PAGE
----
‘Those people who prey on vulnerabilities and exploit vulnerabilities are as close as you ever get to seeing evil people.’ – Robin Sellers
Robin Sellers, a senior lecturer on the GDL, has worked at the criminal Bar for 20 years (currently at 2KBW) where he has prosecuted and defended at all levels including rapes, murder, fraud, money laundering and fatal road traffic offences as leading and junior counsel.
He was recently appointed as a Recorder in Crime on the Western Circuit.
Congratulations on your recent appointment as a Recorder. How long have you been considering a career in the judiciary?
Well, I suppose I started thinking about it eight years ago. Some judges or people who I met, were asking me if I was interested in doing it. I began to think about it and thought I’d give it a go. In the application process, you have to show lots of different competencies. There are interviews and role-plays, and your goal is to get through the stages of the application process.
LIFE AT THE CRIMINAL BAR
Is there one case that has affected you more than others?
It depends on what you mean by affected me. I’ve done some cases which have been quite long, that take over your life. If you’re in a case for three months that can sometimes impact you quite a bit in terms of stamina.
So, stamina is the main issue, not necessarily being affected emotionally?
Yeah, not emotionally. I think when I was a bit younger in practice, I had a baby shaking case and that was quite heavy on me in terms of the subject, but I’ve got quite a thick skin to deal with these things. You have to keep things objective and slightly at arm’s length; otherwise, you don’t really do your clients or the system any favours. Quite a long time ago, I did some family law, and family law is quite emotionally draining because you see families breaking up. They become aggressive to each other but, you know, I’m a criminal lawyer, so I don’t see that much of that.
What was the worst piece of evidence you had to review when you were defending a client?
I’ve had a few defendants in a murder case, and whenever you deal with cases with death, you have to look at post-mortem photos, and they can be quite harrowing. You need to prepare yourself for those and have meetings with pathologists. So that’s quite graphic. I’ve also dealt with cases involving allegations of child pornography where you have to look at material for that. I suspect you do have to have a certain attitude to deal with the sort of fairly unpleasant material you’re going to come across.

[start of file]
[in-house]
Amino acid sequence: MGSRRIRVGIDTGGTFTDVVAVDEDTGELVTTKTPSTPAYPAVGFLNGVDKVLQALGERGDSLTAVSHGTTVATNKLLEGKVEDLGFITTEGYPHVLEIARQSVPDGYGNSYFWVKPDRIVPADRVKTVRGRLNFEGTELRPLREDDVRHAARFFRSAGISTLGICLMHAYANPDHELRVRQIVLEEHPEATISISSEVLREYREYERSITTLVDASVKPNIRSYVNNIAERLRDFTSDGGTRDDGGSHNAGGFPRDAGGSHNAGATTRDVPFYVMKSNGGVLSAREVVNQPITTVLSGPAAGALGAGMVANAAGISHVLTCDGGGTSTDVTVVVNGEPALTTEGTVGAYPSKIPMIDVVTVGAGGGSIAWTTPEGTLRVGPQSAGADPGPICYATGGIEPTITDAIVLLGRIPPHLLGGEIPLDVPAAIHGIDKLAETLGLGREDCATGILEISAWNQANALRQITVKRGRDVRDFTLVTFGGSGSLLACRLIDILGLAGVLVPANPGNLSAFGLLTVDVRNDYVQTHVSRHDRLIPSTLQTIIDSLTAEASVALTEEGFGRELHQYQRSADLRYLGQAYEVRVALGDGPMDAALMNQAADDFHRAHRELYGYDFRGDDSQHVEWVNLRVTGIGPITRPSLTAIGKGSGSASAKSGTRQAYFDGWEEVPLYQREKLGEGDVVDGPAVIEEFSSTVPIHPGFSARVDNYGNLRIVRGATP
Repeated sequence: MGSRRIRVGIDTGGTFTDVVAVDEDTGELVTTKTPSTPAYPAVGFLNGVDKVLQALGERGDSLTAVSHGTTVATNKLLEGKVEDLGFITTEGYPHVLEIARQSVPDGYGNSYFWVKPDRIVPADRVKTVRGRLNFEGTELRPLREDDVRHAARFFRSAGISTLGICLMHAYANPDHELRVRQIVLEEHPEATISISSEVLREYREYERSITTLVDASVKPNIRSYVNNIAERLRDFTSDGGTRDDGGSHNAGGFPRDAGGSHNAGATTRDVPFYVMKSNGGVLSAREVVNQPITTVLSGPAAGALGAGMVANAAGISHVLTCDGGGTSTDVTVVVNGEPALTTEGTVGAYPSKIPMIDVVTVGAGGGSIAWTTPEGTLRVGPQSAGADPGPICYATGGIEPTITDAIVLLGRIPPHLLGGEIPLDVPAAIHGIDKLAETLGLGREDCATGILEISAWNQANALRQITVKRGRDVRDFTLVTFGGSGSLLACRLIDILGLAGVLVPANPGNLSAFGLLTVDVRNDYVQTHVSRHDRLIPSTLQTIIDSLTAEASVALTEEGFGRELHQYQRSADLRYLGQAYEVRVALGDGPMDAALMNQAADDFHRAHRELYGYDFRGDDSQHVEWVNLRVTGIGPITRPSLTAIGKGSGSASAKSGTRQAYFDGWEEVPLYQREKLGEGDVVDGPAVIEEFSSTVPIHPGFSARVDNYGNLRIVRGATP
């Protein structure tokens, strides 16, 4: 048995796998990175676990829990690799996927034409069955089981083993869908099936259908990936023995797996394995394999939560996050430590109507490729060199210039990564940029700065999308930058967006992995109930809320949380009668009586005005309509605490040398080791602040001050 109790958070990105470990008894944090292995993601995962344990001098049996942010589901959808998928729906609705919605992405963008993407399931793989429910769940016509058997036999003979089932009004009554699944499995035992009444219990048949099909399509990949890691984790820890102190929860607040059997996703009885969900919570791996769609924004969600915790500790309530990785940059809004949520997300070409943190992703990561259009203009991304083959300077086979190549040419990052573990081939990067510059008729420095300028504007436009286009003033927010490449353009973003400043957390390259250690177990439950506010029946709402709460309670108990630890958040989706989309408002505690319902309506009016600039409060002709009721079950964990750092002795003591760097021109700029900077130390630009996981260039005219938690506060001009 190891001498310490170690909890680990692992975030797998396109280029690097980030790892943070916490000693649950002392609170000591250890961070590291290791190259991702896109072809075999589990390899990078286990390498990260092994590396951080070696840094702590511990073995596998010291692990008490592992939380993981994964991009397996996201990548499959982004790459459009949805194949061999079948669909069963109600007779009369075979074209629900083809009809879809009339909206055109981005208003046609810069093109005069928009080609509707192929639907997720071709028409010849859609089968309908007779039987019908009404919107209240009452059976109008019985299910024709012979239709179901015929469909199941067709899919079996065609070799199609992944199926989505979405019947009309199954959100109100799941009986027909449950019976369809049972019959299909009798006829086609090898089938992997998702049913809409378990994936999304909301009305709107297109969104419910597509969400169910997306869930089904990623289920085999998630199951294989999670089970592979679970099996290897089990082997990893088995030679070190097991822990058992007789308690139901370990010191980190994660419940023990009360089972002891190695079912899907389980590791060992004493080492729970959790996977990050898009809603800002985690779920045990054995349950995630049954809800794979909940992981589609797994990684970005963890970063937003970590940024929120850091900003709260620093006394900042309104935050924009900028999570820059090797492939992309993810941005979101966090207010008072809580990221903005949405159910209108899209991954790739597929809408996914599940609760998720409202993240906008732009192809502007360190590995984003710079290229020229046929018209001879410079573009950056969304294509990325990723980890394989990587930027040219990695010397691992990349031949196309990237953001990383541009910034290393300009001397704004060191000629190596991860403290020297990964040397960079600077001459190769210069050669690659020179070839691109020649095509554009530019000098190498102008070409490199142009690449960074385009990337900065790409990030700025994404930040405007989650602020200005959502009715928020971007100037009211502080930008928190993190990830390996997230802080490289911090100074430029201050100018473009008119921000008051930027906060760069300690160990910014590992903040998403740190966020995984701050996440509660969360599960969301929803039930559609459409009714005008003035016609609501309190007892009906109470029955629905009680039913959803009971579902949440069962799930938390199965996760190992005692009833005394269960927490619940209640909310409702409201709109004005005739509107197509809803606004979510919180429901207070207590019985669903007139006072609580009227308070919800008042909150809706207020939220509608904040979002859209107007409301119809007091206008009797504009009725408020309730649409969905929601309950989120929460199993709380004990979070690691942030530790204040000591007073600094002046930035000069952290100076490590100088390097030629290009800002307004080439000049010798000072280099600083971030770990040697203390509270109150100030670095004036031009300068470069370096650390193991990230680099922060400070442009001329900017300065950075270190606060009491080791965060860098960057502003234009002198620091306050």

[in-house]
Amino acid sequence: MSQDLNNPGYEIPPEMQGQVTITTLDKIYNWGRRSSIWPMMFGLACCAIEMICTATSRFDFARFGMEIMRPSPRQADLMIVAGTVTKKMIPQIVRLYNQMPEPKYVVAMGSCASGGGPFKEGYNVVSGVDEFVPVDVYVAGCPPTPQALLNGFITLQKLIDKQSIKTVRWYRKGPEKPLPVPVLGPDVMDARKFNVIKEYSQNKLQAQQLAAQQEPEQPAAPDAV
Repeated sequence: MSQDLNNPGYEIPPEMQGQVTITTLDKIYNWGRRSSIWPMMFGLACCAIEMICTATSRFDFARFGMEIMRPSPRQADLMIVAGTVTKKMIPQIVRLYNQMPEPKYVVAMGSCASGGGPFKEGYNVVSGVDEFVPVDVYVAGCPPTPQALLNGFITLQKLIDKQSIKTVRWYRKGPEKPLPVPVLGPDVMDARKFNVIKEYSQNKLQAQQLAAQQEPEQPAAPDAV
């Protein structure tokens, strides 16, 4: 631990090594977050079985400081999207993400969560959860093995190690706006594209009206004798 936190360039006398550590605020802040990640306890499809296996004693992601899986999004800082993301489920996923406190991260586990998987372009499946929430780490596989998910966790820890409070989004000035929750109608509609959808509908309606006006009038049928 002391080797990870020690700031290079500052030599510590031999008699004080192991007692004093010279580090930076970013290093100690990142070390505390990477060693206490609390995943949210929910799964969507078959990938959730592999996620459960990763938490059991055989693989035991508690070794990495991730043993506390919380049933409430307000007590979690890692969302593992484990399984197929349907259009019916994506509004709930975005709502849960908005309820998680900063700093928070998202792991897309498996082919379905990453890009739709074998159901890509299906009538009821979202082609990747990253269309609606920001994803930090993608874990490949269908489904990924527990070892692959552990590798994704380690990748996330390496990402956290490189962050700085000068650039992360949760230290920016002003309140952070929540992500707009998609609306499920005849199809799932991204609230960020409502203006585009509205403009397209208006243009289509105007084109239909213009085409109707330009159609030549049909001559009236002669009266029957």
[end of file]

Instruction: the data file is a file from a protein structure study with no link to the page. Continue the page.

When you are defending a client and reviewing that sort of material, does it make it hard for you to defend them?
It depends on what the defence is. I mean, if the defendant is saying that they weren’t associated with it, then there’s a separation there. You also have to be professional about it and keep a degree of objective detachment, which most lawyers are quite good at doing.
I read that you have a fair bit of experience working with a variety of witnesses, including vulnerable witnesses and young witnesses. What was one of the most challenging witnesses you had?
I dealt with a case a few years ago where I had an adult who very sadly had some kind of stroke and was quite nonverbal. That was a challenging case.
How did you end up extracting evidence from him?
We use what’s called an intermediary, which are sort of speech and language therapists who help to facilitate the communication with the witnesses. There were sessions with an intermediary, and then we came up with different strategies of how to communicate, which included using, for that particular witness, an iPad, and writing in diaries and things.
And is that evidence ever challenged based on the fact that it might be unclear?
Yeah, it can be, the defence may say ‘well, we don’t think that the evidence amounts to what the prosecution says it does’. We then test it, and it becomes a matter for the jury as to the interpretation of it.
What type of criminal would you consider to be the worst criminal?
This is a pretty difficult question. It’s difficult to compare different strands of criminality. I think one of the toughest things is when you encounter people who exploit relationships and abuse trust. That could be in the parameters of sexual offending in relationships or it could be in the realms of fraudulent activity. I find people who are exploitative in either of those fields are quite hard. Those people who prey on vulnerabilities and exploit vulnerabilities are as close as you ever get to seeing evil people.
Do your morals influence your advice to clients?
My morals don’t, but my ethics do, and I think there’s a difference between the two. Morals are very subjective, and ethics are more objective. We use quite a lot of ethical rules both to help protect us as people and provide us with a good sort of working system to be able to deal with what you would think would be moral dilemmas but aren’t, they’re ethical dilemmas. So though sometimes people believe lawyers are unethical, we’re not, we do have ethical codes. We probably would find the job very, very difficult without them. Morally, I don’t involve myself. I don’t have to because I can use the ethical codes to deal with it, and then I just give technical advice concerning the strength of the case. It means you don’t expose yourself to moral dilemmas.
I guess that wouldn’t necessarily change with your position as a recorder when you’re considering sentencing?
Yeah, quite right. Again, judges are bound by the law, so if we’re passing sentence on somebody, we have sentencing guidelines, which are set out by the Sentencing Council. They indicate to the judge what the aggravating factors of an offence are so we can compare crimes of the same type. One might be much worse than the other because of these aggravating factors, or one could be less severe because of mitigating factors. Some of the sentences are prescribed, but some of them are generic. You can use that to guide the gravity of offending more than anything else.